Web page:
24. Split windows are something that I never bothered with in ST, but recently they’ve become very useful. When I’m trying to implement a new feature based on someone elses code I find it useful to have a side-by-side view of the two files. Further I can have the main code I’m working on in one window and then search throughout the code in the other window. Again you can do things like this in ST but I never really started doing this until I got used to Vim and Vim split windows.

Lesson 1: Install GVim

GVim is by far the best way to get introduced to Vim, it is a much more standardised way of using Vim rather than starting in the terminal and hitting problems. I really want to encourage people to try using Vim in the DOS prompt just because it’s amazing to finally see it there but for anyone starting just use GVim. I still use GVim on Windows as there’s still a frustrating slowness to editing in the DOS prompt but almost all my other gripes with it have disappeared over the last two years – the Windows team changing it are doing an amazing job.

Nevertheless, we’ll start with GVim, as well as being more consistent it allows for discovery as it has a lot of common menu commands at top that typically say what the commands are so that you can slowly familiarise yourself with it.

I suggest installing GVim via Chocolatey, or otherwise you can just download it and install it from the site (that’s all Chocolatey does behind the scenes).

Hopefully it also means I can help more people, Powershell users can probably translate the DOS commands more easily to Powershell than vice-versa. Linux and Mac users used to using GUI tools should be able to figure it out too. When I write Ctrl + C people will understand, when I write <C-c> users unfamiliar with Vim / Emacs will stare blankly.

Install Vim in DOS (not required)

If you’ve installed GVim then this also installs a command line version of GVim. The good part of this is that it comes with the most recent version of Vim – currently 8.1. There are some very nice things that have been added in the most recent version that improves the colour handling inside the Windows 10 DOS prompt.

Add C:\Program Files\GVim\bin to your PATH.

I love using Vim inside the DOS prompt. I think it is the simplest, purest way of using Vim in Windows.

Vim 7.4 also comes with Git for Windows. You can install this via Chocolatey, or just via the Git website.

> choco install -y git

We then need to add the GNU usr tools to our PATH – add C:\Program Files\Git\usr\bin to your PATH.

This gives you all the loveliness of all the GNU tools e.g., lsgrep as well. If you really want to do yourself a favour install clink and solarized DOS prompt colours too.

Lesson 2: Basic commands

You can skip this if you know the commands. I knew the basics of these for years before I started immersing myself in the rest of Vim.

Inserting code

You go into the INSERT mode by hitting the i key and switch back to NORMAL mode by hitting escape.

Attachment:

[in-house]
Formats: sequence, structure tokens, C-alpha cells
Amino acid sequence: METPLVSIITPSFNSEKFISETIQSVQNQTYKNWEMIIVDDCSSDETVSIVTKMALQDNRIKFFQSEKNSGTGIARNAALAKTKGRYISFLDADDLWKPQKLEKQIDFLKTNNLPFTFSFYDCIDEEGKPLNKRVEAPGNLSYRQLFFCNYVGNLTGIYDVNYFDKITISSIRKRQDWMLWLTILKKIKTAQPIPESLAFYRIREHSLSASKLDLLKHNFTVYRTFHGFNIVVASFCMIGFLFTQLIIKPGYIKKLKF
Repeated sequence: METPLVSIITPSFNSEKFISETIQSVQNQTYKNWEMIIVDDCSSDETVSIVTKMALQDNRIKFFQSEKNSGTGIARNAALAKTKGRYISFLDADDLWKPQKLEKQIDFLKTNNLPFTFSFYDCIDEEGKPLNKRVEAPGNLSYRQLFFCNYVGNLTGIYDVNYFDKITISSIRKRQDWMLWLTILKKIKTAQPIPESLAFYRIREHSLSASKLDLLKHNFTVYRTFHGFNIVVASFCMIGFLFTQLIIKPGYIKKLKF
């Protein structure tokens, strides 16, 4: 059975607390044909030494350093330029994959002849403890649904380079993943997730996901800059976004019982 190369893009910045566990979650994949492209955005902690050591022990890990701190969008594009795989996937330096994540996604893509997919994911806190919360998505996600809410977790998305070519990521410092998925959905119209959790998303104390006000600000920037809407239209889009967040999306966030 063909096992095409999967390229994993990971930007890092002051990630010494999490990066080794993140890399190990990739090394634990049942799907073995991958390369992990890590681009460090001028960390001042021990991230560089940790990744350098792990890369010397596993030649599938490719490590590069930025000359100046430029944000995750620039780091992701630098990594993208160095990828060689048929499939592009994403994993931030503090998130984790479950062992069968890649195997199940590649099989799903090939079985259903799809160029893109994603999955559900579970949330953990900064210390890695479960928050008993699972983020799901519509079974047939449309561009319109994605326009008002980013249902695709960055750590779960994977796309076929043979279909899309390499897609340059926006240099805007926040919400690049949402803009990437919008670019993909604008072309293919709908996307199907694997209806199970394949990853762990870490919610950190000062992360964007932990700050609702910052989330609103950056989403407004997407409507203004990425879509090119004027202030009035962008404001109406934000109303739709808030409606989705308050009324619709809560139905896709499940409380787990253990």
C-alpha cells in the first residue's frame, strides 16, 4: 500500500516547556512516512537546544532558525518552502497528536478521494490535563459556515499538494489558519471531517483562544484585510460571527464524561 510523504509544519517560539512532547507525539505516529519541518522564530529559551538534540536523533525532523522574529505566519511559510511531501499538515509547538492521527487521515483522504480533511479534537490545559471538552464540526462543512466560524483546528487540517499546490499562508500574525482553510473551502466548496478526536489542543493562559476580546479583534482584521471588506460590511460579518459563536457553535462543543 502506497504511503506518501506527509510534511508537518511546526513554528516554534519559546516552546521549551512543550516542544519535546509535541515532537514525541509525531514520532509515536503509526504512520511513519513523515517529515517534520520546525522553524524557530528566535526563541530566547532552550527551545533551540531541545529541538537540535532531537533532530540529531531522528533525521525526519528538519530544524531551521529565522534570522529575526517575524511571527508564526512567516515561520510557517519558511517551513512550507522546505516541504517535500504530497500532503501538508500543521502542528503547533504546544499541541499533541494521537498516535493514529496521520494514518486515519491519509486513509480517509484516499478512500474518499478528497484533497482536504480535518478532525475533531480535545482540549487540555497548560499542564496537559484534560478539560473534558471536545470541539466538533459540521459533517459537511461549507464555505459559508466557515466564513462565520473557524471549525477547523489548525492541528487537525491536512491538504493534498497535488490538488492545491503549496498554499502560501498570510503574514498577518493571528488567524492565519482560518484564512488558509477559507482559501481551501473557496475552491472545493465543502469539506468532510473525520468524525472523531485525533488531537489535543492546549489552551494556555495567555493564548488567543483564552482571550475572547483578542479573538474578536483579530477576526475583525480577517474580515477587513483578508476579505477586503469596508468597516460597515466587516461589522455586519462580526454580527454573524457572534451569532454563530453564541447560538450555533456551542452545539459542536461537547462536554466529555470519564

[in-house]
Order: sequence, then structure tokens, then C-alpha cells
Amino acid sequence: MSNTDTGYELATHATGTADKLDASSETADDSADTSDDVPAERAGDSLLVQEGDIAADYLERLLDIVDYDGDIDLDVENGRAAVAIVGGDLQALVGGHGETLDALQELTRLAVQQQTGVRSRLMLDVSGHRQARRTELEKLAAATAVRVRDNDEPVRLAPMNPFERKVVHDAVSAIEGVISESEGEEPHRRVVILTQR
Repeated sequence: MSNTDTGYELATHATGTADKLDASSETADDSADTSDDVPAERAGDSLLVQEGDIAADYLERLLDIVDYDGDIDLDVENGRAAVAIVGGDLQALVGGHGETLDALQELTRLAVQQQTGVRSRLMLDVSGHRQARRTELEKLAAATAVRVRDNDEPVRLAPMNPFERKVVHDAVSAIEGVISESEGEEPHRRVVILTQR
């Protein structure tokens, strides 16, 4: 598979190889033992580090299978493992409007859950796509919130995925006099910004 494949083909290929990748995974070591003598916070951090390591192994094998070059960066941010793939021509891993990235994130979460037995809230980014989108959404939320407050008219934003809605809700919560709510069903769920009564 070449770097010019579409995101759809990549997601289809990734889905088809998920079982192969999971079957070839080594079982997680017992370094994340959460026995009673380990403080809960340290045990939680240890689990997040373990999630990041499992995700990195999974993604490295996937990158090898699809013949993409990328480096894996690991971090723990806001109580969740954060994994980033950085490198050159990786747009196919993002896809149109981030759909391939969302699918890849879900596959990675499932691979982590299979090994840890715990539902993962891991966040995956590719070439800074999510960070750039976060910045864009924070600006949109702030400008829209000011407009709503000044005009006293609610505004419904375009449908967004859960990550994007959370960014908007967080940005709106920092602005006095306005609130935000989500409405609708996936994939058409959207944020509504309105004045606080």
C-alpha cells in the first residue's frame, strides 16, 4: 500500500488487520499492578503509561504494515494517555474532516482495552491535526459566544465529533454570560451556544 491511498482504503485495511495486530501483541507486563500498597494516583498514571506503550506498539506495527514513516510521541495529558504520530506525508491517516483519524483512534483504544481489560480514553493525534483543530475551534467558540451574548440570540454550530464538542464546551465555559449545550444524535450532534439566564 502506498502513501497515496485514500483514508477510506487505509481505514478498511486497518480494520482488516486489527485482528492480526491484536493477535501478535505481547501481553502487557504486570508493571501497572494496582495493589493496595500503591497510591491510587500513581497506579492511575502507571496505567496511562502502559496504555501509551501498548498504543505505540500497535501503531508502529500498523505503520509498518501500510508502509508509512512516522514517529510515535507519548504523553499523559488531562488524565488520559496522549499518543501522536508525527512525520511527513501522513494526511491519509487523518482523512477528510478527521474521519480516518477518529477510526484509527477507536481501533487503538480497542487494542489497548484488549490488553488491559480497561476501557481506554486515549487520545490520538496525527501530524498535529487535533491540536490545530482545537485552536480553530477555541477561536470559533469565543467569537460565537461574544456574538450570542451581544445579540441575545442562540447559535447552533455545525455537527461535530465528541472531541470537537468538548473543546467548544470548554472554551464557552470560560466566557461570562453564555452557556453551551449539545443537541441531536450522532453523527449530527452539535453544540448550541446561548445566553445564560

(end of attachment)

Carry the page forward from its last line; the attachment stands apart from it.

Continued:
Once you’re in edit mode then it’s fairly similar to other editors, you can move left, right, up, down with the arrow keys, then just type and delete stuff with the backspace or delete keys.

Initially to be more familiar with other non-modal editors most users will spend all their time in INSERT mode. I personally think there is nothing wrong with this and this is exactly what I did to be as productive as possible in the beginning.

To be more productive though, it is necessary to learn the other Vim commands, otherwise you’re just taking away all the other features that you’re used to in ST which almost all do exist in Vim, just that they’re more hidden or you need to install a plugin for it.

Searching / moving code

A lot of the Ctrl + ... commands that you expect from other editors are handled in Vim’s NORMAL mode – you should see the word NORMAL in the bottom left-hand corner.

This is the weirdest part of Vim, that you delete words via three or four letter commands.

CommandSublime TextVim
First lineCtrl+HomeCtrl+Home / gg
Last lineCtrl+EndCtrl+End / G
Line NCtrl+gNEnterNgg
End of the lineEndEnd / $
Start of the lineHomeHome / 0
Next wordCtrl+Rightw
Previous wordCtrl+Leftb
Page upPg UpCtrl+u
Page downPg DnCtrl+d
FindCtrl+f[text]Enter (forward)/[regex] (forward) / ?[regex] (back)
ReplaceCtrl+h[search][replace]Enter (forward):s/[search]/[replace]/Enter (line) / :%s/[search]/[replace]/Enter (global)

I actually practiced the commands by installing an Android app with Vim commands and the beginnger free part of shortcutFoo Vim.

After those commands the next most important one is :. This is the most common way of starting the command line typing at the bottom. It’s similar to when you type Ctrl + P into ST.

The first command to type is :help, this shows the first cool thing of Vim – split windows as standard.

The weirdest concept I had (after years of very light usage) is typing :w instead of :x to write the file, because now we actually want to stay in Vim, rather than get the hell out as fast as possible.